Now you may be thinking “im not going to be showing my logo on the side of a building” or “anything will do, I just want something to put on my business card!”. You don’t have to be a large company to put our advice into action, even the smallest of businesses should realise the value of an effective logo design. More often than not when we design a logo, it is part of a wider project such as a branding strategy, marketing literature or a website and so we consider every marketing channel the logo will be displayed on.
Another myth about logos is that they must tell a new client exactly what your business is all about
Some people think that if you have to tell someone what your logo is meant to mean, then it fails as a logo design. Again, this is not true. Think of 5 logos and then consider, do they really convey to you what business they represent? 99% of the time they don’t and that’s because it is very rare that your logo will be isolated from the rest of your brand. For example, let’s think about a full page advert you plan to publish, chances are it will include a strong image, headline and sub headline and some bullets or body copy. Now when it comes to an advert the image and headline is doing the work not the logo. Think about your stationery, at this point you are probably already working with your new client. You may be handing out business cards out at a local breakfast networking event, again your business card will display your logo on it but your card will be handed out by you along with a quick introduction about who you are and your business, again let’s remember that this is all part of your branding, you represent your brand, how you dress and talk to prospects. Think about your website, your Home page may work in a similar way to an advert, a strong hero image together with a strong title and positioning statement. So, as you can see, your logo will barley ever be used in isolation.
That said depending on your business the text that is included with your logo design may simply say what you are/do on the tin, such as a B&B or local handyman such as an electrician or plumber.
How much do you value your business?
You will see thousands of websites and business offering logo designs for less that £100. You have to ask yourself, how on earth can you trust your business that you have spent so much of your time getting off the ground with a company offering cheap logo design? We have since it time and time again where a client has been to one of them online marketplaces offering design for cheap only to be presented with a logo that is not suitable for their business, does not scale down or reproduce in print that well and basically fails as a logo resulting in the client having to spend more money. An example of this is when we were asked to design a new digital and print based brochure. We designed a fantastic brochure using the logo supplied but when it came to proof the brochure the blue in the logo did not print the right blue that was used on their website. The reason for this is that whoever designed the logo produced the logo in RGB colour, which is for on screen use only, not in CMYK which is for print. So why do we design in CMYK and not RGB? RGB has a wider array of colours and are usually more vibrant, whilst CMYK has a lower range of colours and so when you convert an RGB image to CMYK, the image usually loses some of the colours and makes the image look dull. So, it’s important to work the other way. Also, a common mistake among younger designers is that they fail to design the logo so that it can work in one or two colours and that the logo can be reproduced in Pantone colours and hexadecimal colours for online use. As you can see there is more to colour than simply choosing a colour, the colour should be accurate no matter how it is being presented.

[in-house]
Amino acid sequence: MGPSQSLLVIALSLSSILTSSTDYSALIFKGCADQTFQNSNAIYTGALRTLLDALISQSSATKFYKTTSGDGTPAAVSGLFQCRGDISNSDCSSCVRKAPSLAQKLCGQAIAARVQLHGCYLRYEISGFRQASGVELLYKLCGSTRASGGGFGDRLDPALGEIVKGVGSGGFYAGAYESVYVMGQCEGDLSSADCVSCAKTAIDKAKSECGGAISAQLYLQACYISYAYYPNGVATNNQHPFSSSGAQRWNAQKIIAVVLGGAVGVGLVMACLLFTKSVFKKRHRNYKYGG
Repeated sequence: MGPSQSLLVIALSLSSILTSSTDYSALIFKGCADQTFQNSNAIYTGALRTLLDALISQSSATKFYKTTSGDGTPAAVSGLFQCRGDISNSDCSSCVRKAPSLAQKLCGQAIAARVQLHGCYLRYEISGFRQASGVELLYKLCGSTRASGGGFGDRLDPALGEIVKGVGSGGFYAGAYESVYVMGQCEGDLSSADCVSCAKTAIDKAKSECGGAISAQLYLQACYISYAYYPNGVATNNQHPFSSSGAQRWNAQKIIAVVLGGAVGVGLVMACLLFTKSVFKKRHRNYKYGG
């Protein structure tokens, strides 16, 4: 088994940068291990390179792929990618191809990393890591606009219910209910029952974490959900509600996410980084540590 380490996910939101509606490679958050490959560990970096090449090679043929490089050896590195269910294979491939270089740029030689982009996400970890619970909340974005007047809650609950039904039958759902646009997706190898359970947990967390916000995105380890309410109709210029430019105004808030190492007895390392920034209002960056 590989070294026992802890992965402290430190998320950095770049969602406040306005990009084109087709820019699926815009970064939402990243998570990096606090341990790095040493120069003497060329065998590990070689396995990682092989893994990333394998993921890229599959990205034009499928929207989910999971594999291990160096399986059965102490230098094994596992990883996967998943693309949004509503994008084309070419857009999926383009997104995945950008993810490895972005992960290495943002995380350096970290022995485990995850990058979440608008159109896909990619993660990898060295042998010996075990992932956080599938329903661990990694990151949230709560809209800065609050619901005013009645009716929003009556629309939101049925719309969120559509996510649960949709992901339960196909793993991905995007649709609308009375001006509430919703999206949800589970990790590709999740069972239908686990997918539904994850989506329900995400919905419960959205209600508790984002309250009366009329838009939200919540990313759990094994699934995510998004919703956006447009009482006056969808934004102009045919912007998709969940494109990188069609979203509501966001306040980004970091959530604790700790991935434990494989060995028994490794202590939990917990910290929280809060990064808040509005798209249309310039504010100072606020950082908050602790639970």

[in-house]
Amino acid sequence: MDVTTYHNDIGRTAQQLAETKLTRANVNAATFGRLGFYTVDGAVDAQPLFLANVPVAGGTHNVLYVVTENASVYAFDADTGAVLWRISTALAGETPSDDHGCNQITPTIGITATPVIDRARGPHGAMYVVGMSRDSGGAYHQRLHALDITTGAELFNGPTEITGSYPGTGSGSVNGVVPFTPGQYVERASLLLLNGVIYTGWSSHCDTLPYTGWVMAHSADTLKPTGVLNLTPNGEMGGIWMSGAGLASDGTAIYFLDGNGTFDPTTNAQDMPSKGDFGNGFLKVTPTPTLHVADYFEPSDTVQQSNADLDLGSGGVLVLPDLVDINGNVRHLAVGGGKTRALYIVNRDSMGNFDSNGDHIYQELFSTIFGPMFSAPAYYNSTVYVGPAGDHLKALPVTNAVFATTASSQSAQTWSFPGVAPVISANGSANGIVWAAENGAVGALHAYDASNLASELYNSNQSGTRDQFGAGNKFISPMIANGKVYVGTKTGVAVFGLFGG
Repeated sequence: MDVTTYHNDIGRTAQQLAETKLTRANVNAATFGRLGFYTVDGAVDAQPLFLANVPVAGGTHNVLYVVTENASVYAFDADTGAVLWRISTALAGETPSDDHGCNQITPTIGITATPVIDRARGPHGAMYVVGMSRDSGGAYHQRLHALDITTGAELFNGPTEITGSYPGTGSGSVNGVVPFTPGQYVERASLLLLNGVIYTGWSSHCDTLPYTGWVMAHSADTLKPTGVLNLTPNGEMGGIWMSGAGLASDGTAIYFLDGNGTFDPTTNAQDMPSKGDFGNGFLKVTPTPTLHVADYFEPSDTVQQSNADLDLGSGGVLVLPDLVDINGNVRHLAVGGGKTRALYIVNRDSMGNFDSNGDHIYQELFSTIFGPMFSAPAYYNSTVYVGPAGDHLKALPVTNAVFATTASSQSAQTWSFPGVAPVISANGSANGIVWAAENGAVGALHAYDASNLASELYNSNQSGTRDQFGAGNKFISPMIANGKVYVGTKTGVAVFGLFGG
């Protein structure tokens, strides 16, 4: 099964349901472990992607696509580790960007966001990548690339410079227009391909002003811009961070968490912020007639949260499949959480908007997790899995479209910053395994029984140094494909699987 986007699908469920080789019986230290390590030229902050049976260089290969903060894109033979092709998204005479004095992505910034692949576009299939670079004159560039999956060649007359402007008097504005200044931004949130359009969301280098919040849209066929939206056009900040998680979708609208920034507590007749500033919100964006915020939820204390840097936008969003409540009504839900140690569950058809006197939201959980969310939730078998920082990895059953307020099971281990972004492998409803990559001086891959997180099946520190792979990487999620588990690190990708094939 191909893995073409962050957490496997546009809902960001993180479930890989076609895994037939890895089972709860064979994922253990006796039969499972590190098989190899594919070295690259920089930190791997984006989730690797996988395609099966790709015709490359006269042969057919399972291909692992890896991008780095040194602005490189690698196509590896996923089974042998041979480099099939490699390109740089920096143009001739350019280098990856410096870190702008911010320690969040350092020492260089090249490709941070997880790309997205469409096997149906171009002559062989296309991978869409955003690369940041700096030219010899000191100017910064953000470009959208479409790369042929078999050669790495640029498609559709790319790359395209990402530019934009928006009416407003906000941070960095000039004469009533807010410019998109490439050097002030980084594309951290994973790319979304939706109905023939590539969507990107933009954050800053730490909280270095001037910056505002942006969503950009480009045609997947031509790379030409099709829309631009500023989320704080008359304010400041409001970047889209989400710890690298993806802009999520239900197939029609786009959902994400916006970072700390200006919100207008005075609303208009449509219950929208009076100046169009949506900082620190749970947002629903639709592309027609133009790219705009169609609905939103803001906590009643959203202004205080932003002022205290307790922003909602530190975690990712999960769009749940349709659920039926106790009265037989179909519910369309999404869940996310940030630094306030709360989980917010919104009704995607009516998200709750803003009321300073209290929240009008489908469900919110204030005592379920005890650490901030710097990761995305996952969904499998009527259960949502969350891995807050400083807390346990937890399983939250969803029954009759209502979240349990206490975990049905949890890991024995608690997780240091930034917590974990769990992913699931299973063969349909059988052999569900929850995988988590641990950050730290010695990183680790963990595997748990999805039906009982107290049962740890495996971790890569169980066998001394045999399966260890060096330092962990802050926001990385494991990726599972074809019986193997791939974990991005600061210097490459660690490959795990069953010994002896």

Our logo design process
Whittle Design Studio adopt a design process that delivers not only great looking logos but a logo that will stand the test of time and work across all of your marketing material and branding. Before we design your logo, we like to get to know your business. What makes it special, where do you want to position your brand in your sector, who are your competitors, what visual tone of voice would convey the right message to your prospects, do certain colours represent your sector, what type of font would suit your business etc… These are all questions we need to answer before we even start on the design of the logo. Without this information, we are designing with no set goals and will result in a poorly designed logo that will not be fit for purpose. More information about our logo design process click here.